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3 top stock picks from Majendie Wealth Management’s Nick Majendie

Nick Majendie.

Lyle Stafford/The Globe and Mail

Nick Majendie is senior portfolio manager and director at Majendie Wealth Management. His focus is on Canadian large caps.

Top picks:

Brookfield Infrastructure Partners L.P.
We believe that cash flow per share will grow by close to 50 per cent from 2012 to 2015. This is relatively predictable since 85 per cent of Brookfield's EBITDA is backed by regulated or contracted revenues. We estimate that its distribution can grow from the current $1.50 per unit to $1.95 in three years.

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Baytex Energy Corp.
At $100 oil and 18-per-cent heavy oil differential, we estimate that Baytex's cash flow per share could approach $7 by 2017. The stock cheapened recently because of the heavy oil discount widening to the low $40s. However, one-third of Baytex production is now sent by rail, one-third is covered by longer term contracts and only one-third is subject to the full current discount. Differentials should improve gradually from the summer through the first half of 2014. The dividend is very well covered.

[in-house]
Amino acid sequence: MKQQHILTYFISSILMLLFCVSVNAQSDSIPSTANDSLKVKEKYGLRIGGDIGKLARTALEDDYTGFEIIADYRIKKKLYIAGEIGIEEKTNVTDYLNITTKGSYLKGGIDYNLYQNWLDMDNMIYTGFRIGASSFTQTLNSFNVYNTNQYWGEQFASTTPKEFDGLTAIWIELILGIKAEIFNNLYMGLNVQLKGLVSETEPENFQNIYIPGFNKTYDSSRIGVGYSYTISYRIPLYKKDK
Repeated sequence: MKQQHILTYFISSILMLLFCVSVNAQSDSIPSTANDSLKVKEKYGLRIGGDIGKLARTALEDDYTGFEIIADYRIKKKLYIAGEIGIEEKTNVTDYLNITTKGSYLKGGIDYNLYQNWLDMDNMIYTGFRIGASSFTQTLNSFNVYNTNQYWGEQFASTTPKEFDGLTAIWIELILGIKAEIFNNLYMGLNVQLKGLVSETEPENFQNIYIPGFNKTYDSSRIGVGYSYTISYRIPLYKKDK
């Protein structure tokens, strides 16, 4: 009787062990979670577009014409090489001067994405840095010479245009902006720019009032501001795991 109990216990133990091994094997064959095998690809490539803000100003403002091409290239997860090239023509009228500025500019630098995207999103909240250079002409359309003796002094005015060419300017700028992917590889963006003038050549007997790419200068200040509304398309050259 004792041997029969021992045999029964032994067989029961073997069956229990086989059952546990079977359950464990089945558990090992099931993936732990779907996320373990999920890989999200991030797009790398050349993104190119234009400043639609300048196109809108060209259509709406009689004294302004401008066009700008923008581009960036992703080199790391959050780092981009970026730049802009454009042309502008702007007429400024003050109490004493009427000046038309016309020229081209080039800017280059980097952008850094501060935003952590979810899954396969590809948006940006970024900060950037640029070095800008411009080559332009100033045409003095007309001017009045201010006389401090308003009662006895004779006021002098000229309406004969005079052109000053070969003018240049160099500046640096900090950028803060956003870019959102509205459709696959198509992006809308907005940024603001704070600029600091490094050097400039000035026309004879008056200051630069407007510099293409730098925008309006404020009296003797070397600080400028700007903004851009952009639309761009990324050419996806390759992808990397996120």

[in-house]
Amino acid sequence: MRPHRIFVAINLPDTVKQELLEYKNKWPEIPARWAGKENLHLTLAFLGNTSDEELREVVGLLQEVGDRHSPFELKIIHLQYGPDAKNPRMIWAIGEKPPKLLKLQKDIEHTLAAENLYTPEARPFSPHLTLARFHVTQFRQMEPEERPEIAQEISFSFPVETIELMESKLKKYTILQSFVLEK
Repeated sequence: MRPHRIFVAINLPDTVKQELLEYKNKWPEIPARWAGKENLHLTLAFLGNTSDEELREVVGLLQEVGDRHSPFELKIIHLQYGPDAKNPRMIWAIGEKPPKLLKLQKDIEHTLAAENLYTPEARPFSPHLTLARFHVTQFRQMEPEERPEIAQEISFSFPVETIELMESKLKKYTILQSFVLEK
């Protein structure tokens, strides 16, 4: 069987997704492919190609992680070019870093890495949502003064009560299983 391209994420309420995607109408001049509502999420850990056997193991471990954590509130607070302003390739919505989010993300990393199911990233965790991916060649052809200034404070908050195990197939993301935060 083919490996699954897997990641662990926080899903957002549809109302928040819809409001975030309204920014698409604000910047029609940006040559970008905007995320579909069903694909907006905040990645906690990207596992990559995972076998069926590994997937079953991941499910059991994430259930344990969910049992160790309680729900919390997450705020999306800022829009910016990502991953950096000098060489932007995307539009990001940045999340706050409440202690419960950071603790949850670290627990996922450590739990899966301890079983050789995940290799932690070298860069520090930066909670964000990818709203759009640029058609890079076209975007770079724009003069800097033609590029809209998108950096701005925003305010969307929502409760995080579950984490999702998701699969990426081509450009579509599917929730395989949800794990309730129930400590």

CIBC is ranked the No. 1 safest bank among the global top 100 (using the Bloomberg rating system). The stock is trading at under 10 times this year's earnings per share and dividends should grow faster than net income over the next three years on account of the bank's very strong capital position. The dividend could thus be 20 per cent higher in three years.

Past picks: April 23, 2012

Brookfield Renewable Energy
Then: $27.35
Now: $30
Total return: +13.70 per cent

Agnico-Eagle Mines Ltd.
Then: $32.32
Now: $46.36
Total return: +45.32 per cent

Thomson Reuters Corp.
Then: $28.20
Now: $30.86
Total return: +13.21 per cent

Total return average: +24.08 per cent

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Market outlook:

Recent trends in money supply growth in the world's key economies (U.S., euro zone, Japan and China) permit some optimism for a continued recovery in the global economic growth rate. This flies in the face of the latest World Bank global 2013 GDP forecast, which was recently cut to 2.4 per cent, compared to their previous (June) projection of 3-per-cent growth.

The odds favour a reasonably positive first half of 2013, despite the usual caveats about shocks from Europe, which would be evident in a return to rising bond yields, and intransigence in the U.S. Congress, which would rattle financial markets.

Not that we represent ourselves as technicians, but the new highs in the NYSE weekly advance/decline line, as well as the Lipper report of strong inflows in January into equities and out of bonds, encourage us to believe that the cyclical bull market that started in March 2009 will continue for the next several months. However, risks will bear even closer watching beyond the middle of the year.

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